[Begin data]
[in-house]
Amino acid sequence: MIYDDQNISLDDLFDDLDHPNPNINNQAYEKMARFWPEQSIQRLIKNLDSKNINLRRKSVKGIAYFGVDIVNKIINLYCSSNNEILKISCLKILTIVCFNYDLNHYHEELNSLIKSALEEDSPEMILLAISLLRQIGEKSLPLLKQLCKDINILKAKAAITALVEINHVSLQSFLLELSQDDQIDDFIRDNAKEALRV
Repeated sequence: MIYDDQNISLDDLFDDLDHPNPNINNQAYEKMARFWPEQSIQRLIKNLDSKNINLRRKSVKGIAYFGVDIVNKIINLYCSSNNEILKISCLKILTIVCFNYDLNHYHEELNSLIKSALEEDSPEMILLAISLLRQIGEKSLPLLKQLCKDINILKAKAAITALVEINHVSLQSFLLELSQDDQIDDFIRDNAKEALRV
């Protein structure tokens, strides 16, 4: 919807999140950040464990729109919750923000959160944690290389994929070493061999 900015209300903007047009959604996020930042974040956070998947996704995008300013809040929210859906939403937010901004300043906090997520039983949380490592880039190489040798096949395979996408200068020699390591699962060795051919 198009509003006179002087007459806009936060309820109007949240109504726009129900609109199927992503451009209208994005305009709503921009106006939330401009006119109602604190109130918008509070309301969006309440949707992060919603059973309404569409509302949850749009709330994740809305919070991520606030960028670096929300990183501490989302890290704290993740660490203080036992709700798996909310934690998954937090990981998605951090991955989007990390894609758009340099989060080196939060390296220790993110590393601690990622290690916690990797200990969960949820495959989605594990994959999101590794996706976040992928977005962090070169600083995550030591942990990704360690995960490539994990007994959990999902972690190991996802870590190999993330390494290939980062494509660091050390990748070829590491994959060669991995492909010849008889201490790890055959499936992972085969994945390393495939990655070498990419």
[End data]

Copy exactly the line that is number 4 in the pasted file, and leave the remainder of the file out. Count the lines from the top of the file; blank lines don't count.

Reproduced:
């Protein structure tokens, strides 16, 4: 919807999140950040464990729109919750923000959160944690290389994929070493061999 900015209300903007047009959604996020930042974040956070998947996704995008300013809040929210859906939403937010901004300043906090997520039983949380490592880039190489040798096949395979996408200068020699390591699962060795051919 198009509003006179002087007459806009936060309820109007949240109504726009129900609109199927992503451009209208994005305009709503921009106006939330401009006119109602604190109130918008509070309301969006309440949707992060919603059973309404569409509302949850749009709330994740809305919070991520606030960028670096929300990183501490989302890290704290993740660490203080036992709700798996909310934690998954937090990981998605951090991955989007990390894609758009340099989060080196939060390296220790993110590393601690990622290690916690990797200990969960949820495959989605594990994959999101590794996706976040992928977005962090070169600083995550030591942990990704360690995960490539994990007994959990999902972690190991996802870590190999993330390494290939980062494509660091050390990748070829590491994959060669991995492909010849008889201490790890055959499936992972085969994945390393495939990655070498990419």